BANGKOK: A junta-appointed reform council is due to vote on Sunday (Sep 6) on whether to endorse a new constitution which critics say risks further calcifying Thailand’s political divisions.
The Thai army seized power from an elected government in May last year, promising to reboot the country after years of rival street protests and political acrimony.
The junta says a new charter – Thailand’s 20th since it abandoned absolute monarchy in 1932 – holds the key to bridging those divides before democratic elections can be restored late next year.
For years the kingdom has been split between pro-democracy supporters of ex-premier Thaksin Shinawatra’s populist parties and a conservative, royalist elite flanked by the military and judiciary. Shinawatra parties have won every election since 2001 and in response have been battered by two coups and the removal of three premiers by the Thai courts. Human rights have been in freefall since the coup, with dissent quickly stamped out and civilians facing trial in military courts.
The draft charter goes for a vote at the 247-strong National Reform Council on Sunday. If it passes, it is likely to be put to a public referendum early next year leading to new polls. But if rejected, the year-long process of scripting it will be begin again – delaying elections.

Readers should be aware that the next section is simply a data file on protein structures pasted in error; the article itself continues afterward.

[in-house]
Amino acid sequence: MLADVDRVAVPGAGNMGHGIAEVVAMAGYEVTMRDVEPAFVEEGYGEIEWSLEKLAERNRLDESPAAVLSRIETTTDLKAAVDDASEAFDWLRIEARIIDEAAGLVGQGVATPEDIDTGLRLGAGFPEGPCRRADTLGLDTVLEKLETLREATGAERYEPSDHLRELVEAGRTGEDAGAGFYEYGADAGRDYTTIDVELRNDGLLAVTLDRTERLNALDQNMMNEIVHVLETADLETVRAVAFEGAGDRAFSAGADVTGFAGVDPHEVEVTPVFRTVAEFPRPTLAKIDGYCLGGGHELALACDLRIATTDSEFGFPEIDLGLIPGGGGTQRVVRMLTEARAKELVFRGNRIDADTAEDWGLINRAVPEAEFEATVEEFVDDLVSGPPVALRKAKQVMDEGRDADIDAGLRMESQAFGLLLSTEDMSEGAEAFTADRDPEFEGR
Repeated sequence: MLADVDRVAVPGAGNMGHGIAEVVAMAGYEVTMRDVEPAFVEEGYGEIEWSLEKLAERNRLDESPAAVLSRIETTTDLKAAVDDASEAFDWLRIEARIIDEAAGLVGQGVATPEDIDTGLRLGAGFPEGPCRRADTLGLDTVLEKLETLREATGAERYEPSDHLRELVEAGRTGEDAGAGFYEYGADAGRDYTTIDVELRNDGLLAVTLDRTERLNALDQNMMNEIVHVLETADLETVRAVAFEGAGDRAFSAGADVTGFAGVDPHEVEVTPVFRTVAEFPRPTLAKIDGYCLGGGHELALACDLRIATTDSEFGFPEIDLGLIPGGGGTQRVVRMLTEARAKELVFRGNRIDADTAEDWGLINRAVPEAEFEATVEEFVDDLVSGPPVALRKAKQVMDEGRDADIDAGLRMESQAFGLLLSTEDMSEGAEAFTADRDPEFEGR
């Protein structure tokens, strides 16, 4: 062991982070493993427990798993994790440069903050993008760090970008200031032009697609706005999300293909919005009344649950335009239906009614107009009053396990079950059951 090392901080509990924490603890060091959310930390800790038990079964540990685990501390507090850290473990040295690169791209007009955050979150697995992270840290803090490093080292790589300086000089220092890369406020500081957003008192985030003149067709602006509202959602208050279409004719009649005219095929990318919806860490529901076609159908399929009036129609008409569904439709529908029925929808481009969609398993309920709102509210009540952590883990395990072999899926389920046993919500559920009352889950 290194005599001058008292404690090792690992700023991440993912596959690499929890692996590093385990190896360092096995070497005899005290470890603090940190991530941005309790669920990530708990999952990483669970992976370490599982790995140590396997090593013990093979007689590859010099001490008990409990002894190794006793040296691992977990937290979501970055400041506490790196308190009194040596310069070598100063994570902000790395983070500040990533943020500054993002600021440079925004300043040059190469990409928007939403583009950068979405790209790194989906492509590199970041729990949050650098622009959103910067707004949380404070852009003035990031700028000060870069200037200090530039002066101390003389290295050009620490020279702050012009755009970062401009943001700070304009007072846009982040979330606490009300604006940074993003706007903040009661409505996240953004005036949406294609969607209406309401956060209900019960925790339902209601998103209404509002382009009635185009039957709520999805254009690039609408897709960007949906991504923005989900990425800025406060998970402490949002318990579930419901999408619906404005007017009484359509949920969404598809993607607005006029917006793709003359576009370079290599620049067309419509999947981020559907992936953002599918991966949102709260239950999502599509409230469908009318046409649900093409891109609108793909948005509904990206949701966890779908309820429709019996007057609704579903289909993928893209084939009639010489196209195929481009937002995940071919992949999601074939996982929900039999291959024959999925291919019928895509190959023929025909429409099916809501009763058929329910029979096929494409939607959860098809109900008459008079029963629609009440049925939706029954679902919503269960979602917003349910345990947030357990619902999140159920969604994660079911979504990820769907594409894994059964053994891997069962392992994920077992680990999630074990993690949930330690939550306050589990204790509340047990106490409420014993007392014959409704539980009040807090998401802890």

Opponents of the charter say it is a blatant attempt to embed the military’s political power for good and will prevent genuine democracy from taking root. They point to “section 260” that allows the military to replace any elected government with an appointed 22-member “crisis” panel at any time in the five years after the charter is enacted if unrest or political deadlock, as they see it, requires it. The panel would be stacked with military top brass and other unelected officials, effectively guaranteeing the military’s grip on power.
“Some junta-supporters might like it for it guarantees a few more years of suppression and fake peace,” said Khemthong Tonsakulrungruang, a constitutional scholar at Bangkok’s Chulalongkorn University. “But it confirms the fear of many voters that the junta is not sincere about the democratisation process.”
Another provision that has triggered outrage is an article stating parliament can choose a non-MP to become prime minister with a two-thirds majority.
The crucial Sunday vote comes at a time of growing uncertainty among competing elites about the country’s future once the reign of ailing King Bhumibol Adulyadej, 87, comes to an end.
The king, who endorsed May’s coup but has no official political role, is seen as a unifying figure in the bitterly divided nation.
In a statement earlier this week Yingluck’s toppled Puea Thai party urged a “no” vote, saying the proposed charter would destroy democracy and plunge the kingdom into even “deeper political polarization”.